Circuits in the CPU and controller chips that enhance the running of multiple operating systems (multiple virtual machines). They deal with functions such as saving and restoring the CPU state upon transitions between the guest OS and VMM. Available in IBM mainframes for decades as well as in Sun servers and other machines, hardware virtualization came to the huge x86 market in 2004 with Intel's Virtualization Technology (see VT). AMD followed in 2006 with AMD Virtualization (see AMD-V).|
The First x86 Virtualization
Starting with the Intel 386 in 1985, the x86 CPU family included a Virtual 8086 Mode architecture, which added hardware support for running 16-bit DOS applications in a 32-bit Windows machine. However, this mode did not provide virtual machines for Windows applications (see Virtual 8086 Mode).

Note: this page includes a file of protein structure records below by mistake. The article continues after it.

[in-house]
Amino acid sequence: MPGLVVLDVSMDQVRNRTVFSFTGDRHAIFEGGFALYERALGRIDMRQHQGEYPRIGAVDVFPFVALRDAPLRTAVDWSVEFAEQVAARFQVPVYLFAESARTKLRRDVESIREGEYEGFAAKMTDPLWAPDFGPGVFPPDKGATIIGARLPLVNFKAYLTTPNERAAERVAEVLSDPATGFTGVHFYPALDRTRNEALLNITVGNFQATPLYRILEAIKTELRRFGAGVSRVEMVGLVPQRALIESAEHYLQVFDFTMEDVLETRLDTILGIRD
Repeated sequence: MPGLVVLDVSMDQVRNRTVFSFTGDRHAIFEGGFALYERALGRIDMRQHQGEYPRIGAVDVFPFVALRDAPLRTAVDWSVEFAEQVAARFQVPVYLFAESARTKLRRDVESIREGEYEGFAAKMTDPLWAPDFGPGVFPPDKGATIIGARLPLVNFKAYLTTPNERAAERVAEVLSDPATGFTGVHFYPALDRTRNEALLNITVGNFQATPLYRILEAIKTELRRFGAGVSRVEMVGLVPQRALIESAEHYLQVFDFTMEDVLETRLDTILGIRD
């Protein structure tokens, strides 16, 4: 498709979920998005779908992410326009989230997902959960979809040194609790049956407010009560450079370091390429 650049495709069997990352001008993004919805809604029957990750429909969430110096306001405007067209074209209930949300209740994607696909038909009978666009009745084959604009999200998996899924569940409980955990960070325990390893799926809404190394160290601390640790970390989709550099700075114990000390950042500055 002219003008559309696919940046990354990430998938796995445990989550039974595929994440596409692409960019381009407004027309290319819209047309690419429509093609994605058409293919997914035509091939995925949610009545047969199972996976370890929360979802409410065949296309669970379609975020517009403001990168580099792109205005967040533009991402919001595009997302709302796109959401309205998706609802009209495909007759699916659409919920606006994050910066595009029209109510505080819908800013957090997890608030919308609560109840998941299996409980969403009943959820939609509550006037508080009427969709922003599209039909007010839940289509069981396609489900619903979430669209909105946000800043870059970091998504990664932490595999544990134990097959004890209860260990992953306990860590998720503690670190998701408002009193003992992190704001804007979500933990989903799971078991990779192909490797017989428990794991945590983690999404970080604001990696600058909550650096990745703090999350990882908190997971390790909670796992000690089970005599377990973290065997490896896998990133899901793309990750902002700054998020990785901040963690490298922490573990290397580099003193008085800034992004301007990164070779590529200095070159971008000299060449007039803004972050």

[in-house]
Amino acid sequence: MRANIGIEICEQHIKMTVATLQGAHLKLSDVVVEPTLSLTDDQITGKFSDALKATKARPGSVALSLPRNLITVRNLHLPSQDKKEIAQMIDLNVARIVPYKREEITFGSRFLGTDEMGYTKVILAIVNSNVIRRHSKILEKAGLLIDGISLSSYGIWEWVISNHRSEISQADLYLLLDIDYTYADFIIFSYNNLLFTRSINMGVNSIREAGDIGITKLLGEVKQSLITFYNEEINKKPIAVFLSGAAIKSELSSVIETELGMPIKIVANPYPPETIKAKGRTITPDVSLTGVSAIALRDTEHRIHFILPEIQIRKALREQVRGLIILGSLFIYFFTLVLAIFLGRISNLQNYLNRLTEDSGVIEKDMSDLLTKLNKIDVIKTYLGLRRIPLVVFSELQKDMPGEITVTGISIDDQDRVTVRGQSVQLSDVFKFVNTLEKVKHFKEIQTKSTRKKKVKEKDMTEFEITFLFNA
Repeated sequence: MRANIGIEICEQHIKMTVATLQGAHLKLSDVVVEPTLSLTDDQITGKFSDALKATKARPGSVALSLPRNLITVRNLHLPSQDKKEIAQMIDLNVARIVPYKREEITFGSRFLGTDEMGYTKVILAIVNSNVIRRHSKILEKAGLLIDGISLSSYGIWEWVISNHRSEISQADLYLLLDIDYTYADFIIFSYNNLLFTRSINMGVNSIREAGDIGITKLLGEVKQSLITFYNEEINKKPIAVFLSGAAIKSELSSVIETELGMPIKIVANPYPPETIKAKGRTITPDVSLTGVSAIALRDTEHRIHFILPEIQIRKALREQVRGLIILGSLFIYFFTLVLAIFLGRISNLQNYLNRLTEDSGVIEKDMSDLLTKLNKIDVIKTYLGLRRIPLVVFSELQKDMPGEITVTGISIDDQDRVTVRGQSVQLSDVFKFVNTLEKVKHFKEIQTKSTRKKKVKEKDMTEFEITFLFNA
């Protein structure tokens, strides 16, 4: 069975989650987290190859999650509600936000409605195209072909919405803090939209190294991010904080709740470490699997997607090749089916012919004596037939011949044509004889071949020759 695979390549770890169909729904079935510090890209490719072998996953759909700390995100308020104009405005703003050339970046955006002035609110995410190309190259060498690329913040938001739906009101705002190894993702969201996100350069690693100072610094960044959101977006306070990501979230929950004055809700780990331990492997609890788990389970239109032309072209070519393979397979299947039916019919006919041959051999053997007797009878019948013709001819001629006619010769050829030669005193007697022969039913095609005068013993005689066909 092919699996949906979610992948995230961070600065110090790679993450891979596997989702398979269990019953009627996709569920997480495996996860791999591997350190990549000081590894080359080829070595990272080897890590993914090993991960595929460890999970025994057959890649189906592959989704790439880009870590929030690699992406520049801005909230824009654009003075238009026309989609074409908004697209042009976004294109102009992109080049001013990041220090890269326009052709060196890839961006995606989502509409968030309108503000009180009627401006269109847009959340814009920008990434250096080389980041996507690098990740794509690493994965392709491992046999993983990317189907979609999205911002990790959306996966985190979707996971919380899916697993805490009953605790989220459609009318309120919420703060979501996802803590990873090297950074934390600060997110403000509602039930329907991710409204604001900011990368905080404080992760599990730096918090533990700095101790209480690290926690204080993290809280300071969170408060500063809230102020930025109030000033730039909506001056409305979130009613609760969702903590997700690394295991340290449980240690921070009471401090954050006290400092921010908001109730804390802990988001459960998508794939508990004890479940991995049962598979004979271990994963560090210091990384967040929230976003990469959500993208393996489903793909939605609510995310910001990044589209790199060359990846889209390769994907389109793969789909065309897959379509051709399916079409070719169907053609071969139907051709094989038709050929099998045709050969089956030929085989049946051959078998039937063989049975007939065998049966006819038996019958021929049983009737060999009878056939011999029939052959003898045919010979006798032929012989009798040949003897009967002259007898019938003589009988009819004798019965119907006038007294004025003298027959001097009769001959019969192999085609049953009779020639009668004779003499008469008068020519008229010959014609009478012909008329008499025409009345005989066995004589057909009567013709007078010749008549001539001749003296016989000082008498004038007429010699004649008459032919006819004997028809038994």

Virtual Machine Vs. Virtual Memory
Hardware virtualization and virtual machine are synonymous; however, virtual memory is not. Virtual memory, which is also built into the hardware, deals with extending main memory to disk (see virtual memory). See virtual machine and virtualization.